people are gonna improve. This therapy is much more
effective in diabetics than it is in idiopathic patients. My experience is about 80% of diabetics are gonna have improvement and about 50% of folks who
are idiopathic gastroparetics are gonna have an improvement. Not that it can’t work,
but it’s not as effective. And so for gastric stimulation, that’s my first line
therapy for the patient who has a diabetic gastroparesis. Especially the ones that
sort of have symptoms that sound like denervation gastric spasm. And so those people,
generally, would do pretty well with a gastric stimulator. And so we’ll offer that
as first line therapy, and then we’ll progress through therapies if they need something else. Now the gastric stimulator
is a device, right? So it’s a battery pack and it’s wires that go through the abdominal
wall into the stomach. The battery has a lifetime
just like any battery, the battery in your
car or your cell phone. That battery has to be replaced,
depending on the settings, between five and eight
years after it’s placed. So you talk about putting
a gastric stimulator in a patient who’s 40 years old, they’re potentially looking at multiple replacements of the device. It’s one of the reasons now we will commonly
use adjunctive therapy, or adjunctive surgery,
with the stimulator. And we’ll talk about
pyloroplasty in a minute. So most people will now do a pyloroplasty at the same time as a stimulator trying to get as much effect as possible, and maybe decreasing the frequency with which the stimulator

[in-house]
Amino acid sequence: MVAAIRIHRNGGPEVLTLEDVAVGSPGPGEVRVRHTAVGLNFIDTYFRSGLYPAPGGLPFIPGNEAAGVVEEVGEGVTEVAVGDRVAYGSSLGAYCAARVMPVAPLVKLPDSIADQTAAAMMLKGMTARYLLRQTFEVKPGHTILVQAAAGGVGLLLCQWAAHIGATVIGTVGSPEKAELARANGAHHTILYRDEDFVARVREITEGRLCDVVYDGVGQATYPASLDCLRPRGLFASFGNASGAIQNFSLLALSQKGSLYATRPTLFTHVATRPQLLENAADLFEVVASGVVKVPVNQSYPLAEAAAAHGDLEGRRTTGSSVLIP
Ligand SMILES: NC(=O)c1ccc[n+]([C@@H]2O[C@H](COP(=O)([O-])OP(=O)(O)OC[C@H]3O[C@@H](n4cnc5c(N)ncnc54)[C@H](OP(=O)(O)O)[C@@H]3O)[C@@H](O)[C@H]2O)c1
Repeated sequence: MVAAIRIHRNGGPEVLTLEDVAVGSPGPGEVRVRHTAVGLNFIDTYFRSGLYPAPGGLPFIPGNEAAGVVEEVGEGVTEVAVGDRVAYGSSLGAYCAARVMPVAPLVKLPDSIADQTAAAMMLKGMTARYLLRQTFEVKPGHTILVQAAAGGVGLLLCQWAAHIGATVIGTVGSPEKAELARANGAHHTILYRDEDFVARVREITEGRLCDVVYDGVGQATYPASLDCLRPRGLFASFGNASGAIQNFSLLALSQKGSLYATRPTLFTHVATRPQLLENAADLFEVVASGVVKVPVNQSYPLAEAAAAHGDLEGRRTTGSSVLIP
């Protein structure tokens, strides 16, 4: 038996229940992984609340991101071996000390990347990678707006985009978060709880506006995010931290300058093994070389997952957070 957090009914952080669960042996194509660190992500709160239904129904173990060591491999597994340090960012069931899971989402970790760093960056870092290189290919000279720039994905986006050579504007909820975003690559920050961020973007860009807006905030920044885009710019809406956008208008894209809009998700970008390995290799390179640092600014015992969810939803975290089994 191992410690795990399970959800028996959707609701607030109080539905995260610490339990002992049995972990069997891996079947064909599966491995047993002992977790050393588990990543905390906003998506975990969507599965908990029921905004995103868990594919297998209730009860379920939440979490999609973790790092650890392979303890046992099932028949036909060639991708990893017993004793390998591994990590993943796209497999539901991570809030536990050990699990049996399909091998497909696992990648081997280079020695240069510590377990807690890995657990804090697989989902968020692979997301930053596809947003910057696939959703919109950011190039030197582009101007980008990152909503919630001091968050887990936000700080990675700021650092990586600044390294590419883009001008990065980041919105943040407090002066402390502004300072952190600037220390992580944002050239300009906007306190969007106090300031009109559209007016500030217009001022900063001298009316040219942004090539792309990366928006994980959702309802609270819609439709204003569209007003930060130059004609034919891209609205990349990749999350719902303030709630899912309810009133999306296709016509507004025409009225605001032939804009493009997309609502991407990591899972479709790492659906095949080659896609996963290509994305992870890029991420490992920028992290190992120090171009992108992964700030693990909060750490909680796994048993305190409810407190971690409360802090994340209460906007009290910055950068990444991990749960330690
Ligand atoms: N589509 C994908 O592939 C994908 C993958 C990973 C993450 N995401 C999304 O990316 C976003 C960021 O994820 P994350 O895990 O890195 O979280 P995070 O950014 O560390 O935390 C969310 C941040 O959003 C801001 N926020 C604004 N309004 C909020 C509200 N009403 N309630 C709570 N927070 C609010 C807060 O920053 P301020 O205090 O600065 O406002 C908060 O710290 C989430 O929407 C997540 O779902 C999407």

needs to be changed. The very few complications
with the stimulator. Your provider can give you
a lot more detail on this, but it’s generally a safe operation done with a video laparoscope. I keep people overnight, but some people send them home
the same day and that’s fine. The next therapy we’re gonna talk about is laparoscopic pyloroplasty and this is a relatively new procedure. There’s another, if you go to our site, there’s another little
slideshow you can read through that has a lot more
information on pyloroplasty with some references, and I encourage that if you wanted to learn more. This is a procedure that’s been around for about three years now, commonly. Maybe a little bit longer. And based on some information out of the University of Oregon
was really the first group to publish on this, where they just took a bunch of people who had gastroparesis and laparoscopically, they cut the muscle at the end of the stomach. Now, if you think about the
Botox data a little bit, you would think that it probably wouldn’t work that frequently, if Botox is working great
20% of people respond, then we should expect 20% of people who have the muscle
physically cut with surgery should also respond. And I think everybody in
the group of people I know are really impressed that it works much more frequently than that. The published data is like
75-80% improvement in symptoms and improvement in gastric emptying. So remember, with the stimulator, there was no improvement
in gastric emptying. With pyloroplasty, improvement
in gastric emptying as well. And so for those folks
who have like bad reflux, from retained gastric secretions, this is like a better procedure for them. And so I started doing this